.Lavay Smith: Celebrating the life and music of Peggy Lee

Like most performing artists, Lavay Smith & Her Red-Hot Skillet Lickers faced the Covid lockdown with apprehension. Smith and her partner, the band’s pianist and arranger, Chris Siebert, were confined to their apartment in the Mission for most of the last two years, wondering when things might get back to some semblance of normality.

“We were housebound,” Siebert said. “Singing wasn’t allowed, even outside. San Francisco was strict and science based with their protocols, so it was tough for musicians. I don’t like to sing the blues too much, because everybody had it rough, but the performing arts were hit pretty hard. Any place people could congregate indoors got shut down. Then Lavay’s brother, Paul, opened the Royal Cuckoo Lounge. He let me put an electric piano out on the sidewalk. I could go out and hustle tunes, wearing a mask, although the weather was brutal sometimes.”

To keep their name out there, Siebert and Smith started live streaming shows from their living room. Their Friday evening concerts were dubbed “Lavay Smith’s Swingin’ Cocktail Hour.” Each week had a theme—Duke Ellington, Patsy Cline, Bessie Smith and other giants of American culture. They’re continuing that idea with their June 19 Centennial Tribute to Peggy Lee. 

“I love her music and approach,” Smith said. “Her arrangement of ‘Fever’ is so minimalist. Subtle drums, quiet bass and finger snapping. Right up to the end, she had amazing style, with the large eyelashes, big hats, her hair pulled back in a bun and huge glasses. She sang in bands, composed film music, wrote songs and made lots of money. She got to live in Bel Aire and sued Disney for back royalties and won three million bucks. She was a strong woman, a real badass and a role model.”

Smith and Siebert will be performing with an all-star lineup that includes guests like Rickey Woodard, Harold Jones, Suzanna Smith and Lee Bloom. “If your goal is to present swing, jazz and blues in the best possible way, you have to look at the whole talent pool,” Siebert said. “We want people who are good musicians and good story tellers, folks that can make you laugh and cry, and they often do. 

“SF Jazz gave us the budget to fly Rickey up from LA. He’s one of the greatest tenor sax cats around. He’s played with Ella Fitzgerald and Ray Charles. He’s currently in the Clayton-Hamilton Jazz Orchestra, one of the best big jazz bands in the world. Harold Jones is a national treasure. He was Count Basie’s favorite drummer. After leaving Basie, he played with Sarah Vaughan, Carmen McCrae and Natalie Cole. For the last 16 years, he’s been flying around the world with Tony Bennett. Suzanna Smith knows a lot about Peggy Lee; Lee Bloom is her musical director and plays piano with her.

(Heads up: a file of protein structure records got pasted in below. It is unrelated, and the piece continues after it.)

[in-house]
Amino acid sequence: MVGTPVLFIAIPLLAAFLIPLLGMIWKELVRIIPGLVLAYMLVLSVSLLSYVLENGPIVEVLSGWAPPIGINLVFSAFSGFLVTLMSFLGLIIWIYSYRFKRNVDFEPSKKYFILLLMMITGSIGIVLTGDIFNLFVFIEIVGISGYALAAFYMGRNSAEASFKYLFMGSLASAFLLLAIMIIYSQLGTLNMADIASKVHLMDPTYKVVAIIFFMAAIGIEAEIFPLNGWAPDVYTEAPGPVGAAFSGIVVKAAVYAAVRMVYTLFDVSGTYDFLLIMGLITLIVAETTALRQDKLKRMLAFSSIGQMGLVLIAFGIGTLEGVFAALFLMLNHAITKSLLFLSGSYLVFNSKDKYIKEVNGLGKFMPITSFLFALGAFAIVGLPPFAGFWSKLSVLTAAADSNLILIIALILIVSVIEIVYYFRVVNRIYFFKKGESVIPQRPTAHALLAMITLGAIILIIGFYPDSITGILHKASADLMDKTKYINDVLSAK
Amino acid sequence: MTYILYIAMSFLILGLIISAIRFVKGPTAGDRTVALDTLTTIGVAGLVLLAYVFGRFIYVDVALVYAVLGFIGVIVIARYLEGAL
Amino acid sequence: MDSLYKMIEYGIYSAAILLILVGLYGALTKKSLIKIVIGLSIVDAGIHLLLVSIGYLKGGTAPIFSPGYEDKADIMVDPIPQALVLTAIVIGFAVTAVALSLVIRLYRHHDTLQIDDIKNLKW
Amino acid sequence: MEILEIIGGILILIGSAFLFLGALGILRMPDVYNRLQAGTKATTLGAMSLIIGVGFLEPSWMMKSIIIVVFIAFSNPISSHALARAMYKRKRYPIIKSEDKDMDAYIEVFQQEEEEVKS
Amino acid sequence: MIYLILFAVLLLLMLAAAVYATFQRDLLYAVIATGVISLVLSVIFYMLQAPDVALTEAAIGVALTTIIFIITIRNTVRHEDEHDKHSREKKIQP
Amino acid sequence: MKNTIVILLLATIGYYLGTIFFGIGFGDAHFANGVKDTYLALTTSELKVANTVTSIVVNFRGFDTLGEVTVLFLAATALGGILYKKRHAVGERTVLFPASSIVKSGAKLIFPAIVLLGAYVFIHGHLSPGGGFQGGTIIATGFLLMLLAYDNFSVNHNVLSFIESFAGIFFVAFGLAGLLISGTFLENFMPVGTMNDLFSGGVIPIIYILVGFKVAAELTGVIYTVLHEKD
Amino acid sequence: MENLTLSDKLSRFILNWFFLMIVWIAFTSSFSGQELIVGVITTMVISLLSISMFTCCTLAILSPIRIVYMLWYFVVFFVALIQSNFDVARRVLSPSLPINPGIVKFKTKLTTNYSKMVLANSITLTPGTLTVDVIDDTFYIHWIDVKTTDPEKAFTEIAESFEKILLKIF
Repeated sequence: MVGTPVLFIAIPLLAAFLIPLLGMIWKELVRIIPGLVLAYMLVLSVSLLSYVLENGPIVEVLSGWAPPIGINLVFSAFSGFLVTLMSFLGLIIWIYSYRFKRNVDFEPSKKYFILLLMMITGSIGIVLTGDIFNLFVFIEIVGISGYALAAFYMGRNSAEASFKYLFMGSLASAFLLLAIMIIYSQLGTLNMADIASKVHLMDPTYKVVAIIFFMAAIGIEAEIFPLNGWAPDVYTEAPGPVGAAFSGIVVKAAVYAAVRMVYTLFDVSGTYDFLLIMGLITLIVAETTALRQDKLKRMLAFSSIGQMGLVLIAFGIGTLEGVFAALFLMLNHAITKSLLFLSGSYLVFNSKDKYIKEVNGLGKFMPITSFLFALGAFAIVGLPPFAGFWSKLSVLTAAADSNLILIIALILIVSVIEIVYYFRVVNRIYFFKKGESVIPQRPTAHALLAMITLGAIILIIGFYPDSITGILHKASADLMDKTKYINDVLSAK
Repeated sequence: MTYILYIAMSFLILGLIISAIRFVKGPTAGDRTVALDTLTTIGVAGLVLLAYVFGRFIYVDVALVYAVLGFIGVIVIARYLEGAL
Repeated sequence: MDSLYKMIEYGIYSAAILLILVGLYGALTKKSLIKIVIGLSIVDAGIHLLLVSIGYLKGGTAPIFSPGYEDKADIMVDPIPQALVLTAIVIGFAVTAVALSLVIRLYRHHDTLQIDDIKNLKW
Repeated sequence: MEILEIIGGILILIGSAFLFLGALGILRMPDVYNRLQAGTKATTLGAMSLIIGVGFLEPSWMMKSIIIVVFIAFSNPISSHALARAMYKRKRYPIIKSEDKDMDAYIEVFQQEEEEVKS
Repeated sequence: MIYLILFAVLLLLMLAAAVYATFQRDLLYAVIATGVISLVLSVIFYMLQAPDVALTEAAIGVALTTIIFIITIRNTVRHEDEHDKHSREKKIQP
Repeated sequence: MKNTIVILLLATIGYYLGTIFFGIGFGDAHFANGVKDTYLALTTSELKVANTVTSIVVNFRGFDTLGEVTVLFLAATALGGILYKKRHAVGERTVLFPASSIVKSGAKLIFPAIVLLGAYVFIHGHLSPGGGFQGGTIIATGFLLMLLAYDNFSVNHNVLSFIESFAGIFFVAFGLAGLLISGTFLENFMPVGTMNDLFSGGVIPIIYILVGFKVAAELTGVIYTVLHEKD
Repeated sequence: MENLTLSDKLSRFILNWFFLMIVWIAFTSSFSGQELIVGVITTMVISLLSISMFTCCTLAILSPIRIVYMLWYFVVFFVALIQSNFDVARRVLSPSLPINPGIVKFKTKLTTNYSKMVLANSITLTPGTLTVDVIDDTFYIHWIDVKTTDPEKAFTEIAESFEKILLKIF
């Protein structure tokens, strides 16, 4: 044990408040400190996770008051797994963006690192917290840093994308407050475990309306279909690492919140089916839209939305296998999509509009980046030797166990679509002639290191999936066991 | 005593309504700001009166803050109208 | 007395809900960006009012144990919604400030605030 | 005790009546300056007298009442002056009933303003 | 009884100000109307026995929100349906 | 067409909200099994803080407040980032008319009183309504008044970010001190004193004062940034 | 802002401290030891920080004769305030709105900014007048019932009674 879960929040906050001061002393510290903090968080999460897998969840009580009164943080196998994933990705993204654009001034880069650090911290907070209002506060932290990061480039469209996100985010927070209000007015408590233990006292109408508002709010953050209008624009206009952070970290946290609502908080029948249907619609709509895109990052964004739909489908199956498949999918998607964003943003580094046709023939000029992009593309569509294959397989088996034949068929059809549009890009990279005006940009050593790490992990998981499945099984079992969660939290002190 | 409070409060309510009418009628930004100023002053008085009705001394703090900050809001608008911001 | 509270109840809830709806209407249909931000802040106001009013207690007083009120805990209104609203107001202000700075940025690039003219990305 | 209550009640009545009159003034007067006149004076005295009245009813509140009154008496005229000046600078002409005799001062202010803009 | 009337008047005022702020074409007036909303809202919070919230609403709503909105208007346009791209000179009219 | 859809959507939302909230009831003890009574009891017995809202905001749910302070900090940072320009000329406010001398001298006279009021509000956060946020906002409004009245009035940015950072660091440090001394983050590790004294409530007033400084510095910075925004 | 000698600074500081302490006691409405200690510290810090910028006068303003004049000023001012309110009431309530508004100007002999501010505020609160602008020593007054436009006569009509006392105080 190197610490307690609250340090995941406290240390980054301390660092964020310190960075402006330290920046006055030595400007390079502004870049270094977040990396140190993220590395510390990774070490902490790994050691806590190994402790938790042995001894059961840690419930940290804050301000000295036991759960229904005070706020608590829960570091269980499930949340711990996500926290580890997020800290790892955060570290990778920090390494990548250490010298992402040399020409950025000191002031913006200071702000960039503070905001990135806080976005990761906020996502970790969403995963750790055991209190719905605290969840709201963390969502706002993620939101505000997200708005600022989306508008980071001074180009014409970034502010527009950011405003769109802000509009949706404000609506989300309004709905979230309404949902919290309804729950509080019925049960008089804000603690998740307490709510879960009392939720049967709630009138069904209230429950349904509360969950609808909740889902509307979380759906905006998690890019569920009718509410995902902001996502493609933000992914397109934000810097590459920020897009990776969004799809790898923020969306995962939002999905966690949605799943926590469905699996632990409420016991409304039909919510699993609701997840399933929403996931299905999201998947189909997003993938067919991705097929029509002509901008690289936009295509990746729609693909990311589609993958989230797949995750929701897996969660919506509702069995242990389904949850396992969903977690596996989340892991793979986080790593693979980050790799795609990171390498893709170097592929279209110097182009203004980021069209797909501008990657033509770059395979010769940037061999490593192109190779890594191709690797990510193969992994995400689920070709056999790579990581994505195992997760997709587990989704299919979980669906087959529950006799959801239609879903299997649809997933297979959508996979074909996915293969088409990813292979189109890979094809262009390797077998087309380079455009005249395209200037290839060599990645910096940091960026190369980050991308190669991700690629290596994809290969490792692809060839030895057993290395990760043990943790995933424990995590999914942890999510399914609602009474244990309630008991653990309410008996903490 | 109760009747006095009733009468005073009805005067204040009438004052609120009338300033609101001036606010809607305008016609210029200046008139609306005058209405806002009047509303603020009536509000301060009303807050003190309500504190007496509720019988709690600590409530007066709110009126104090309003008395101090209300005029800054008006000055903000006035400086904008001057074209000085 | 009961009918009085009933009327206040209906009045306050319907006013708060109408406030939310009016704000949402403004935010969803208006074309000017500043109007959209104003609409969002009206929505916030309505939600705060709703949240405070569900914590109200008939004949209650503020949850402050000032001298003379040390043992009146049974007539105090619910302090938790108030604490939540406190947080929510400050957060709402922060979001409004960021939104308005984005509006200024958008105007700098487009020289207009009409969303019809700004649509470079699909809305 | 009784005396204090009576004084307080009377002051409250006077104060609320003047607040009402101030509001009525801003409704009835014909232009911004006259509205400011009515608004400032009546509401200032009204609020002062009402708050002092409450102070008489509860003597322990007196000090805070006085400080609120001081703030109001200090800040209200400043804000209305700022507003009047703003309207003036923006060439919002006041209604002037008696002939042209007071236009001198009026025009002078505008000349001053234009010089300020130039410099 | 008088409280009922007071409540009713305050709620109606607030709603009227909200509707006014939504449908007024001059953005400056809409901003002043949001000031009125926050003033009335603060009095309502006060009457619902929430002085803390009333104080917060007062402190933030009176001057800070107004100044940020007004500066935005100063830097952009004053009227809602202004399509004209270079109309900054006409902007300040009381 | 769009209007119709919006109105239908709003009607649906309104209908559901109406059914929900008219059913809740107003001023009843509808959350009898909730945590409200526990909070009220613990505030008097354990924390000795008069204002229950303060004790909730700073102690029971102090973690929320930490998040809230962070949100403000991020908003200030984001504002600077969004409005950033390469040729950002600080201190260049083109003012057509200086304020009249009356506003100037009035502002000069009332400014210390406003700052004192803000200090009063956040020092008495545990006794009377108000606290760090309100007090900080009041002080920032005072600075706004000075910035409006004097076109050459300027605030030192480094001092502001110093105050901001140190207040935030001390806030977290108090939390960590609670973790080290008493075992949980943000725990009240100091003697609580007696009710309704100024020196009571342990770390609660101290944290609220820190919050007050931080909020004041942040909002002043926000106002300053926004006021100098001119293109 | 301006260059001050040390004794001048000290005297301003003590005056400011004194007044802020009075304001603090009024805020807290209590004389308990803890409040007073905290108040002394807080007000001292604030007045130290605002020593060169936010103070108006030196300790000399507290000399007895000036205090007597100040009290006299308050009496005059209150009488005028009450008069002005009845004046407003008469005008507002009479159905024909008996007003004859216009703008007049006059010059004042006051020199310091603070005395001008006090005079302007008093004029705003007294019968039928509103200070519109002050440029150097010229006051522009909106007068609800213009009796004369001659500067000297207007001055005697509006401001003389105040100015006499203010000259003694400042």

“The rest of the band is me, our bass player Ron Belcher, who’s played with Bandford Marsalis and additional horn players—Mike Olmos, from Etta James’ band, on trumpet; Marty Wehner, from Mingus Amungus, on trombone; and tenor sax man Rob Barics. It’s nice to have them all on stage with us.”

“We’re proud to be able to present such amazing musicians,” Smith said. “The new charts we have coming in for the Peggy Lee songs are full of surprises. If a problem arises, or you get thrown a curveball, the solution always turns out to be a blessing. Some of my best moments on stage are listening to these awesome soloists. When they play, you don’t think about what you’re going to do next, or tomorrow. They put you in the present moment. It’s like they’re opening a portal into your soul. It’s a wonderful opportunity to shut your mind down and listen.” 

Lavay Smith & Her Red-Hot Skillet Lickers: A Tribute to Peggy Lee, with special guests Rickey Woodard, Harold Jones, Suzanna Smith and Lee Bloom, plays at the Herbst Theater on Sunday, June 19, at 8pm. For tickets and more information, go to sfjazz.org/tickets/productions/lavay-smith-in-a-tribute-to-peggy-lee. Videos and more information about the band can be found at facebook.com/people/Lavay-Smith-Her-Red-Hot-Skillet-Lickers,


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